Aye, there's the rub. I've run into the same problem. It'd be nice if they offered an industrial temp version, but considering the small size of the potential market I doubt they will. That $45 price is obviously the result of big volumes. Still, even if they had to jack up the price a few times, they could offer the industrial temp version as a specialty item. In this day and age industrial temp is really not that hard to achieve.

Re:embedded controller applications (0)

Anonymous Coward | about a year ago | (#43524339)

The author of the article seems to have confused the PRU IO processors for DSPs. No DSPs here.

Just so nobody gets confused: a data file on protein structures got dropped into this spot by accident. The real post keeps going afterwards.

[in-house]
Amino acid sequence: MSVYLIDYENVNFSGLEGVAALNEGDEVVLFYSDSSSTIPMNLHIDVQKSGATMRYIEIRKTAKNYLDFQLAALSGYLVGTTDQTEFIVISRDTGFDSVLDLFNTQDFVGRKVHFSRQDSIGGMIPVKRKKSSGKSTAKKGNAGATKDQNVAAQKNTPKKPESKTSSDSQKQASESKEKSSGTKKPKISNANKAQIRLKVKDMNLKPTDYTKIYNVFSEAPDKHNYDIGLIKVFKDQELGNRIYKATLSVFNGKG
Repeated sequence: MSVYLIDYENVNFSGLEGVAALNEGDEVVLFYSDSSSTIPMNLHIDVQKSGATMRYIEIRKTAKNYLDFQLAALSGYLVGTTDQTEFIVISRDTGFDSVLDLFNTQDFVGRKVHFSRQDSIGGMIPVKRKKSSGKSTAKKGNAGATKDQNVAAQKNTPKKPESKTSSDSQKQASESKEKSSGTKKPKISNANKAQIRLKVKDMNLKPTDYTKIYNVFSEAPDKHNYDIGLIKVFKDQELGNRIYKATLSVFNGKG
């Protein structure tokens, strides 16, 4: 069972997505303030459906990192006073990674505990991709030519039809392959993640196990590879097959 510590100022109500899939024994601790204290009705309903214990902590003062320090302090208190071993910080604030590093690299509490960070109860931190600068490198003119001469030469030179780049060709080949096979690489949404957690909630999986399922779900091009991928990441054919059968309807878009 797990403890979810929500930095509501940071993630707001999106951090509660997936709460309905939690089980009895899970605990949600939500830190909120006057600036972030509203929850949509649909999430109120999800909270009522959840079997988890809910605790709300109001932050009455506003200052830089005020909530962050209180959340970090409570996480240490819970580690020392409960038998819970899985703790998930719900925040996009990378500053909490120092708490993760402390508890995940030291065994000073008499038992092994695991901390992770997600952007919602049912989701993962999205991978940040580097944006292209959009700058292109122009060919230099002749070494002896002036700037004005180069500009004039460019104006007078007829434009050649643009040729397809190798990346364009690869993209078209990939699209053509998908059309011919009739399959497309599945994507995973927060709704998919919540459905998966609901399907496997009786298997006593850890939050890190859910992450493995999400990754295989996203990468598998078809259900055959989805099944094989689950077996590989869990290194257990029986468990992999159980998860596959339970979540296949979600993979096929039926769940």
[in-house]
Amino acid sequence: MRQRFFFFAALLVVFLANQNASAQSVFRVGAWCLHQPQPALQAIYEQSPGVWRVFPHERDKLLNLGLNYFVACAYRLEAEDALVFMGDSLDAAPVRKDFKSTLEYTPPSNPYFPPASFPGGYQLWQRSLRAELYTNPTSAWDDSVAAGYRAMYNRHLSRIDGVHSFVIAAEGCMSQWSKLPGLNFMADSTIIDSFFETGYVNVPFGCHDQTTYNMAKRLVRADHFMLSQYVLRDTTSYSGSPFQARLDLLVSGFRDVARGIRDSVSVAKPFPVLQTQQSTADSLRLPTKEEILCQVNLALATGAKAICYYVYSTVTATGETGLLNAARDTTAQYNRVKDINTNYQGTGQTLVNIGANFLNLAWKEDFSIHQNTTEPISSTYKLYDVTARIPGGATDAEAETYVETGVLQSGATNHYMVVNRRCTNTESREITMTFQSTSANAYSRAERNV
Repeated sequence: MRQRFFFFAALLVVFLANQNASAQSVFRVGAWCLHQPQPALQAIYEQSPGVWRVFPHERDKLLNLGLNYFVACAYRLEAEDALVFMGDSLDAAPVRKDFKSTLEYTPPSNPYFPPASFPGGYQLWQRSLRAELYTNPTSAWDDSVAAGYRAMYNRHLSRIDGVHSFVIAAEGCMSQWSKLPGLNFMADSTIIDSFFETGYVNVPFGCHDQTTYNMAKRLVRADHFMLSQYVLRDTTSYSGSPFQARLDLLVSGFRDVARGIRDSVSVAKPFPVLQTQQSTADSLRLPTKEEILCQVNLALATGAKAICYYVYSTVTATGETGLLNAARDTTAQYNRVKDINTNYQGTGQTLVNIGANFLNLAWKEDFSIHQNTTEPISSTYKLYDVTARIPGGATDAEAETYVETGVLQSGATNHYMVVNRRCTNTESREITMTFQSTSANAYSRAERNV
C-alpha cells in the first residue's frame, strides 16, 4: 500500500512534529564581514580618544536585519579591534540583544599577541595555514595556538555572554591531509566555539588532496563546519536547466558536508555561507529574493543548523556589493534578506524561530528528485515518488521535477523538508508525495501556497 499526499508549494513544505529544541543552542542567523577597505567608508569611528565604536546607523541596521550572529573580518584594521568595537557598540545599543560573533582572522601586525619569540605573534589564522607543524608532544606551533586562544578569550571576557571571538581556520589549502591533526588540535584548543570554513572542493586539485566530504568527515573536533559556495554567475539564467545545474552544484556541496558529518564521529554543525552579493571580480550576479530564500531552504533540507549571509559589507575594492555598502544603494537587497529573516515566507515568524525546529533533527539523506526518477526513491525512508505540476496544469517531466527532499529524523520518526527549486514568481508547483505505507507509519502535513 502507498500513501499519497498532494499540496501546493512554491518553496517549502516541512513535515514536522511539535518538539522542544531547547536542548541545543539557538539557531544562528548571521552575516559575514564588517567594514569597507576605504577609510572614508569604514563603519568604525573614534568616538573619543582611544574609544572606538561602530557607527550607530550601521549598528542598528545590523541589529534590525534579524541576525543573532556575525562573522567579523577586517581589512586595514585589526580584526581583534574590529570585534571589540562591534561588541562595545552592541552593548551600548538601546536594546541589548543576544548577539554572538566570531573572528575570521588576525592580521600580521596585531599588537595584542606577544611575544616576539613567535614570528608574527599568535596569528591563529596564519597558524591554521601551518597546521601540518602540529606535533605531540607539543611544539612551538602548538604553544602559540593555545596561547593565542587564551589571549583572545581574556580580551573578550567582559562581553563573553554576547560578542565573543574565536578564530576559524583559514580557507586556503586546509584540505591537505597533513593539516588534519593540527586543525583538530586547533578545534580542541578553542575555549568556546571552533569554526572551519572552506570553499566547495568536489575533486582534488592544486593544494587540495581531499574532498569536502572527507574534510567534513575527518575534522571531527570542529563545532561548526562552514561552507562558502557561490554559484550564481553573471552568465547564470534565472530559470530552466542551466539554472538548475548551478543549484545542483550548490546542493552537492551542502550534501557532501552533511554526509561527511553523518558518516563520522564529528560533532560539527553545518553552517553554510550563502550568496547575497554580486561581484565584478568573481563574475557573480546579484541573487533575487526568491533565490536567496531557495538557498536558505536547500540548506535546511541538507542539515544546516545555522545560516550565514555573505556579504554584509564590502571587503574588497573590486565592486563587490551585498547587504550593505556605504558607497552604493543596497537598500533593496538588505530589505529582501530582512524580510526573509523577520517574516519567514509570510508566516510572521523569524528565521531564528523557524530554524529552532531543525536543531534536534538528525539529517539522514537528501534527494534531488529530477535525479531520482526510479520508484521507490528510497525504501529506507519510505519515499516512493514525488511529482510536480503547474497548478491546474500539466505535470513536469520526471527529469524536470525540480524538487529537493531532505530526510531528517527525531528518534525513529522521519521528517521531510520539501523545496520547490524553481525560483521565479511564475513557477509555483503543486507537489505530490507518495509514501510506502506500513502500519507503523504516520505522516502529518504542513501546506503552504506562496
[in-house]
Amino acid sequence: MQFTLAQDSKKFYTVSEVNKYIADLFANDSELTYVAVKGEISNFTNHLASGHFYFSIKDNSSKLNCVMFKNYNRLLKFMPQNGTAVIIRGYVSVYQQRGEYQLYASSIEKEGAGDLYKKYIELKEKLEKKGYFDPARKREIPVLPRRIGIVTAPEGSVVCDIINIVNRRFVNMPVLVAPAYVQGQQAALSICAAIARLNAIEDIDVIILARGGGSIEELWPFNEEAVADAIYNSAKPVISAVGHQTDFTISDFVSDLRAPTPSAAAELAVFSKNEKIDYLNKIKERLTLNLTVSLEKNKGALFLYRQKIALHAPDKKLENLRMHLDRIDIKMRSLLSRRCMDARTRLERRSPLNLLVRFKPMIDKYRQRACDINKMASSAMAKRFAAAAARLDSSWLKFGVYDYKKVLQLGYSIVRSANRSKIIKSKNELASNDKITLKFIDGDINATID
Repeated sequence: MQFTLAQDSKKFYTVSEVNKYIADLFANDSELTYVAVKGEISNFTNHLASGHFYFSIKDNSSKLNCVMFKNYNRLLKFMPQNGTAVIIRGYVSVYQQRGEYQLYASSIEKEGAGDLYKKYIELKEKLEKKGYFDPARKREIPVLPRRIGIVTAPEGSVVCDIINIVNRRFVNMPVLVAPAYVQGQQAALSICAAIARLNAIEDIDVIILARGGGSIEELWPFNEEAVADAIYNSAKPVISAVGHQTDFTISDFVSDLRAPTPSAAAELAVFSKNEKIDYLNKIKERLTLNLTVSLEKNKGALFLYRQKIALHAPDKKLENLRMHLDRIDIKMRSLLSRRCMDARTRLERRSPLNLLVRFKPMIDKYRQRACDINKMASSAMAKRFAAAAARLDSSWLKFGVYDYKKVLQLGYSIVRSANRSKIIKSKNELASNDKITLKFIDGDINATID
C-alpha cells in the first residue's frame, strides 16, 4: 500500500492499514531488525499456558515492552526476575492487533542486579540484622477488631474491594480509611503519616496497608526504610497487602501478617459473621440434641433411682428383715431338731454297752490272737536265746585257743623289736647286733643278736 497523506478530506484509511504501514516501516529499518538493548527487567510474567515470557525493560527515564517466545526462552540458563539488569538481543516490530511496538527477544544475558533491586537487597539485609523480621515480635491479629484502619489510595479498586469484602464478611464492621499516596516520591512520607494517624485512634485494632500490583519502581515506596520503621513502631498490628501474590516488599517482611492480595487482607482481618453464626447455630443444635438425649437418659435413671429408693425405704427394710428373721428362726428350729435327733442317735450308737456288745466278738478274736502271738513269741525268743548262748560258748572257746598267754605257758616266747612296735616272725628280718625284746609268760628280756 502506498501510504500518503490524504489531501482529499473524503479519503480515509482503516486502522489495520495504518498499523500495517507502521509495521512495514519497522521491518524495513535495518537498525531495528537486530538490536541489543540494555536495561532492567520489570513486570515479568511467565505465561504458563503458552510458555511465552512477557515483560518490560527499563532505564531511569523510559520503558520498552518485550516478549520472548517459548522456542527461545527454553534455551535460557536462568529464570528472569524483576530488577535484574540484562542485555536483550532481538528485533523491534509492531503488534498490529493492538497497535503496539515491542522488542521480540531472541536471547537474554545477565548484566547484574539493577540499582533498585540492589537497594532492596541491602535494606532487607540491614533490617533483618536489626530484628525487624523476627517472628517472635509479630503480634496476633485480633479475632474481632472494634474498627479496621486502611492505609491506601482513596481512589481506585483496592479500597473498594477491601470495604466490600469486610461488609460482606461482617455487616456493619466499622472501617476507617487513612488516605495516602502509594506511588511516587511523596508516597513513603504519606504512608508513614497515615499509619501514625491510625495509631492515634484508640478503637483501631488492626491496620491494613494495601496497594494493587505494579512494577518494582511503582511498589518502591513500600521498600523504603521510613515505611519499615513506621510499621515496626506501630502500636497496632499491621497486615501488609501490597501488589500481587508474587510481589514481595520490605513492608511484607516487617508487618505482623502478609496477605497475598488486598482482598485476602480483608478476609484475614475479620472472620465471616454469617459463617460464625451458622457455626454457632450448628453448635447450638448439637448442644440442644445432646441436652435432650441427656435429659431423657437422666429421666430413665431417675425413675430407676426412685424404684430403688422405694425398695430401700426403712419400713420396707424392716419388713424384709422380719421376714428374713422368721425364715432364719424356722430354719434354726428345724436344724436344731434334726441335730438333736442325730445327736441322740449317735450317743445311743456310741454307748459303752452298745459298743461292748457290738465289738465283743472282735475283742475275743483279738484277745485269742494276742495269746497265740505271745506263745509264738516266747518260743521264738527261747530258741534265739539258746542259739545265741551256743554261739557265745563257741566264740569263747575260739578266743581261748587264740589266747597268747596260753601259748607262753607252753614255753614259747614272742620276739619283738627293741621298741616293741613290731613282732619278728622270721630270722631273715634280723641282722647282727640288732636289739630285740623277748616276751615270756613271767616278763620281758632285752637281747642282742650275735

This stuff will only get cheaper (0)

Anonymous Coward | about a year ago | (#43524001)

Everytime I see these boards coming out (obviously the RPi was advertised EVERYWHERE), all I can think is they're gonna get even cheaper soon! Long live embedded (if we can honestly still call a 1GHz+ 32-bit machine "embedded").

The end of the evil empire. (1, Offtopic)

kurt555gs (309278) | about a year ago | (#43524083)

Things like this and Raspberry Pi will continue to grow. Microsoft can't force their " Tax " on everyone produced as they have been able to with x86 PC's. I'm sure the greedy bunch at M$ are trying to figure out how to Patent Troll every new computer manufacturer that pops up, but there will just be too many. Finally, after 30 years of oppression in the computer industry, the vile and evil Microsoft is losing their fetted rotting grip.

Makes me happy.

Question (1)

Muad'Dave (255648) | about a year ago | (#43524493)